Wednesday, June 15, 2016

LDMOS RF Amplifiers

LDMOS Amplifiers --Are You On Board?

6/19/2016 ~ The Power of the Arduino -- The TR Switching Sequence.

One of the biggest issues (maybe ranking near the top) are the problems with putting a RF Amp in line between your transceiver and the antenna system. All sort of problems can be encountered and mainly these revolve around protection of your precious FLEX6700 $8 Kilobuck transceiver to the issue of smoking the final. A one time permanent  tattoo that says "I Smoked a Final" is OK--but you want no more than one such tattoo in a lifetime.
 
So not only is it an issue of amplifier switching but amplifier protection! The Arduino is ideal in this case as there can be logic incorporated into the control functionality to add a high degree of protection.
 
Here are some possible cases that need addressing:
 
  • The Amplifier is OFF but you accidently pump RF into the amp.
  • The Amplifier is OFF but you have the amp TR switches engaged so that RF is pumped into the amp.
  • The appropriate low pass filter was not selected --so the output side is not connected but the input side is - smoked the final.
For your consideration are my initial thoughts on how to address these issues --again I would find it hard to accomplish with purely mechanical controls.
 
 
 
Let us now take a tour through this schematic. Well start first with the Meanwell DC to DC convertor which is a really cool box available from Jameco Electronics. The input can be anywhere from 36 to 72 Volts DC and the output is 12 VDC at 1.25 amps DC. The cost is about $13 USD. In simple terms --if the main power source (our 48VDC 30 amp supply) is OFF, then there is no power to these relays. So any action that causes the main supply to be off will cut off the source of power to these relays. Pretty cool!
 
Next we want to look at LED16 which controls another one of those 5 VDC SPDT Omron relays. In essence a command to put the amp in line must be seen as a grounded input passing through the LED16 relay contacts and ending up as a "LOW" signal on analog Pin A0. There is nothing special about using an Analog Pin --it could have been done with one of the Digital Pins --but I did want to experiment with the analog pins as they will play an important part with the sensors.
 
LED16 when closed and when a ground condition (LOW) appears from your transceiver on Pin A0, then this satisfies one of the conditions to enable LED17 and LED18 to be activated -- the 48VDC present is another.
 
But let's go back to LED16. There are many conditions that must be met for LED16 to close the series circuit. The first is that the Amplifier must be ON and that neither the "normal off"  or bypass" or "emergency off " condition exists. A second here about normal off and emergency off. Normal OFF lets you start the amp immediately as does Bypass. But with Emergency OFF you must wait 40 seconds (or however long you want) before you can restart the amp. This is purely so you are forced to think about the "why" this happened before you tap the "On" switch. Another constraint to the energizing of LED16 is if the LOW PASS FILTER relays for a particular band are not energized. This was done by satisfying a multiple "OR" condition represented by two parallel lines || . I guess this may be the first time I used a logical OR condition with the Arduino. Two "if statements" are needed with one to detect if any of the LPF relays are in line or to detect if none are in line. Try that with just toggle switches!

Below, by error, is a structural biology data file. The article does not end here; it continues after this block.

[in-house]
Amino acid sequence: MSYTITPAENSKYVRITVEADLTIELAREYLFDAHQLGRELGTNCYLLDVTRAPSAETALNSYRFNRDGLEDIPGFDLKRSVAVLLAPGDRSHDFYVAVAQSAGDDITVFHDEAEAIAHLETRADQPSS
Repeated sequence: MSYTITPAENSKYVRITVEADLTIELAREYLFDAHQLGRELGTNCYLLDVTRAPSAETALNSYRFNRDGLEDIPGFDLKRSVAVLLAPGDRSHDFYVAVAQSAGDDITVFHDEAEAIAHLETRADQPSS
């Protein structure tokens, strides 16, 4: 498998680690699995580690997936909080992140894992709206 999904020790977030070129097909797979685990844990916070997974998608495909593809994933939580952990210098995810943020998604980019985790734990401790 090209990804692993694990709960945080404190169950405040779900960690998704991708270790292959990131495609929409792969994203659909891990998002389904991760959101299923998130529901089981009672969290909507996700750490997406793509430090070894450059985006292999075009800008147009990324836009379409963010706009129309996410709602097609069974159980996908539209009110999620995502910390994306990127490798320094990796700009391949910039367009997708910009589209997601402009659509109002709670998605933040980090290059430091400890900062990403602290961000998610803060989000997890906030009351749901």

If such a condition were it not addressed could mean you would pump RF into the amp without any load -- smoked final.
 
So that now brings us to LED17 and LED18. Two LED signals are used so that they can be sequenced with a small (selectable) difference in time. You want LED18 to come on first so the antenna is first connected to the amplifier and then you want to hit it with RF. This prevents "hot switching" where there is initially no load on the amp and you are pumping RF into the amp. But for LED17 or LED18 to sequence, LED16 must be activated and also you must have 48 VDC into the DC to DC convertor. As I add some features there will be other constraints such as over temperature and high SWR.

One of those features to prevent engaging LED17 or LED18 is to measure the output voltage with an "if" discriminator  such as a call void checkVolts()---where -- if( volts < 40 || volts >50){ digitalWrite(LED, LOW);}  This essentially shuts down the power supply!

To activate the LED17 and LED18 controlled relays I used a simple 2N3904 switch that is triggered when a voltage appears on the base. Just for safety in case something gets smoked with the 2N3904's I will probably add a couple of 1N914 diodes in series with the 10K resistors to prevent an voltage being back fed into the Mega 2560. Cheap insurance !
 
73's
Pete N6QW
 
6/18/2016 ~ So OK you are not interested in LDMOS RF Amplifiers ... BUT you might find the use of the Arduino as the control function useful in other projects.

I can tell by the number of visits to the blog that there is little interest in building a 1KW LDMOS RF Amplifier and I get it. But to that, end what I will be sharing with regard to the use of an Arduino Mega 2560 has other applications like building a control system for a Beacon transmitter or perhaps switching antenna systems. So there just might be a nugget or two worth your time. I am not an Arduino expert but am simply an experimenter that has been lucky enough to get a few things to work.
 
Just today I saw a project from a ham in New Zealand [Dex, ZL2DEX ] who designed a circuit to scan channels in one of the early channelized FM radio transceivers. It was an elegant design using a small army of NAND circuits and mostly discrete components. There had to be a lot of noodling to get that to play. Today's digital engineers would take an Arduino and with about 100 lines of code  could achieve the same purpose. So its here and why not use it. But employing an Arduino requires thinking about things differently.